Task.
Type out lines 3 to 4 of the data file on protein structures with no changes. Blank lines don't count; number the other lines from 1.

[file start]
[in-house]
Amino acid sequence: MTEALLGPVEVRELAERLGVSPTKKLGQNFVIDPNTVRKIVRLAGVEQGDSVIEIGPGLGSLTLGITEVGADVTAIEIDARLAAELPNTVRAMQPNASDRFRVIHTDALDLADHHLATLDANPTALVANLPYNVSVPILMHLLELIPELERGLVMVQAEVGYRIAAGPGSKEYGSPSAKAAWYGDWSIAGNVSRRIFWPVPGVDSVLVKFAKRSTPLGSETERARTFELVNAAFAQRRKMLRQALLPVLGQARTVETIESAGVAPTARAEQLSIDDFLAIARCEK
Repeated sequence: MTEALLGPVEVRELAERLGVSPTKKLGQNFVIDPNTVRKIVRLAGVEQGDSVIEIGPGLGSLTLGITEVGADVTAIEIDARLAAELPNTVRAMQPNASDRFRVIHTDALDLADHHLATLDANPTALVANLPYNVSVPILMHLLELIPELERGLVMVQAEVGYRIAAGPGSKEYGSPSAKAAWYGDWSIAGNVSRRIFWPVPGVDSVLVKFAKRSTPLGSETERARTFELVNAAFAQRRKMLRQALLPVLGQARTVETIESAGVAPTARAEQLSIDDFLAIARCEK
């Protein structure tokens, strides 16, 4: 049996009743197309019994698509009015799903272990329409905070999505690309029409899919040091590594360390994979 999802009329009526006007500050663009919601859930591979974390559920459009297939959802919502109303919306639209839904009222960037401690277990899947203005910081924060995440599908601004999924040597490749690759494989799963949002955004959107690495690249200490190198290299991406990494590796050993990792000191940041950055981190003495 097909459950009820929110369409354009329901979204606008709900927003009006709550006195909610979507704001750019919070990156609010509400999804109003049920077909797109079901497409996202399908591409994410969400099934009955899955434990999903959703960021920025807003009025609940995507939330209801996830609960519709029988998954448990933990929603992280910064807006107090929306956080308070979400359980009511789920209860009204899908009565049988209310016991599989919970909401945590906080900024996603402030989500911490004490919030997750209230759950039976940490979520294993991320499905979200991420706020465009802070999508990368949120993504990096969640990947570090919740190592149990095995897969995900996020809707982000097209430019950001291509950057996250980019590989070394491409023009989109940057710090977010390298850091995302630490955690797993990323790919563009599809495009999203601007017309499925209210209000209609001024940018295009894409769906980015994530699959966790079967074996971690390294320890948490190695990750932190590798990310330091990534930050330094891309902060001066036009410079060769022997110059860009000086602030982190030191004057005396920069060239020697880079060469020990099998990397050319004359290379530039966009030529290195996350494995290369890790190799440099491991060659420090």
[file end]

Repeated sequence: MTEALLGPVEVRELAERLGVSPTKKLGQNFVIDPNTVRKIVRLAGVEQGDSVIEIGPGLGSLTLGITEVGADVTAIEIDARLAAELPNTVRAMQPNASDRFRVIHTDALDLADHHLATLDANPTALVANLPYNVSVPILMHLLELIPELERGLVMVQAEVGYRIAAGPGSKEYGSPSAKAAWYGDWSIAGNVSRRIFWPVPGVDSVLVKFAKRSTPLGSETERARTFELVNAAFAQRRKMLRQALLPVLGQARTVETIESAGVAPTARAEQLSIDDFLAIARCEK
């Protein structure tokens, strides 16, 4: 049996009743197309019994698509009015799903272990329409905070999505690309029409899919040091590594360390994979 999802009329009526006007500050663009919601859930591979974390559920459009297939959802919502109303919306639209839904009222960037401690277990899947203005910081924060995440599908601004999924040597490749690759494989799963949002955004959107690495690249200490190198290299991406990494590796050993990792000191940041950055981190003495 097909459950009820929110369409354009329901979204606008709900927003009006709550006195909610979507704001750019919070990156609010509400999804109003049920077909797109079901497409996202399908591409994410969400099934009955899955434990999903959703960021920025807003009025609940995507939330209801996830609960519709029988998954448990933990929603992280910064807006107090929306956080308070979400359980009511789920209860009204899908009565049988209310016991599989919970909401945590906080900024996603402030989500911490004490919030997750209230759950039976940490979520294993991320499905979200991420706020465009802070999508990368949120993504990096969640990947570090919740190592149990095995897969995900996020809707982000097209430019950001291509950057996250980019590989070394491409023009989109940057710090977010390298850091995302630490955690797993990323790919563009599809495009999203601007017309499925209210209000209609001024940018295009894409769906980015994530699959966790079967074996971690390294320890948490190695990750932190590798990310330091990534930050330094891309902060001066036009410079060769022997110059860009000086602030982190030191004057005396920069060239020697880079060469020990099998990397050319004359290379530039966009030529290195996350494995290369890790190799440099491991060659420090």